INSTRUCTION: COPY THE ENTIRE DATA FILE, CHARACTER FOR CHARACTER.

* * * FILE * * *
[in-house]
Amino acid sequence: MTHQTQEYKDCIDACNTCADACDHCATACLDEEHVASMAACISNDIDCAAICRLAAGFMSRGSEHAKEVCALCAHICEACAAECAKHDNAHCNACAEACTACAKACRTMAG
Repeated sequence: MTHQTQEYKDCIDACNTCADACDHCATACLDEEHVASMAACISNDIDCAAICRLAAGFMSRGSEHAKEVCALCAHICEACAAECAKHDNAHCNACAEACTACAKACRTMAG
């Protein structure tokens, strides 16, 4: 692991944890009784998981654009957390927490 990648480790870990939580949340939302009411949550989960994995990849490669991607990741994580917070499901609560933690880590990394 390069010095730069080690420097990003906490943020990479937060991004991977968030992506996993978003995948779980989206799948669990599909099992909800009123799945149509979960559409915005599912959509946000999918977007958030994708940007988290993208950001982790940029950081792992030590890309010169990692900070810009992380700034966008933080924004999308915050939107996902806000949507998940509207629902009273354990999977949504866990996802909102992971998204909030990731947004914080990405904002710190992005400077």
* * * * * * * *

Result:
[in-house]
Amino acid sequence: MTHQTQEYKDCIDACNTCADACDHCATACLDEEHVASMAACISNDIDCAAICRLAAGFMSRGSEHAKEVCALCAHICEACAAECAKHDNAHCNACAEACTACAKACRTMAG
Repeated sequence: MTHQTQEYKDCIDACNTCADACDHCATACLDEEHVASMAACISNDIDCAAICRLAAGFMSRGSEHAKEVCALCAHICEACAAECAKHDNAHCNACAEACTACAKACRTMAG
């Protein structure tokens, strides 16, 4: 692991944890009784998981654009957390927490 990648480790870990939580949340939302009411949550989960994995990849490669991607990741994580917070499901609560933690880590990394 390069010095730069080690420097990003906490943020990479937060991004991977968030992506996993978003995948779980989206799948669990599909099992909800009123799945149509979960559409915005599912959509946000999918977007958030994708940007988290993208950001982790940029950081792992030590890309010169990692900070810009992380700034966008933080924004999308915050939107996902806000949507998940509207629902009273354990999977949504866990996802909102992971998204909030990731947004914080990405904002710190992005400077």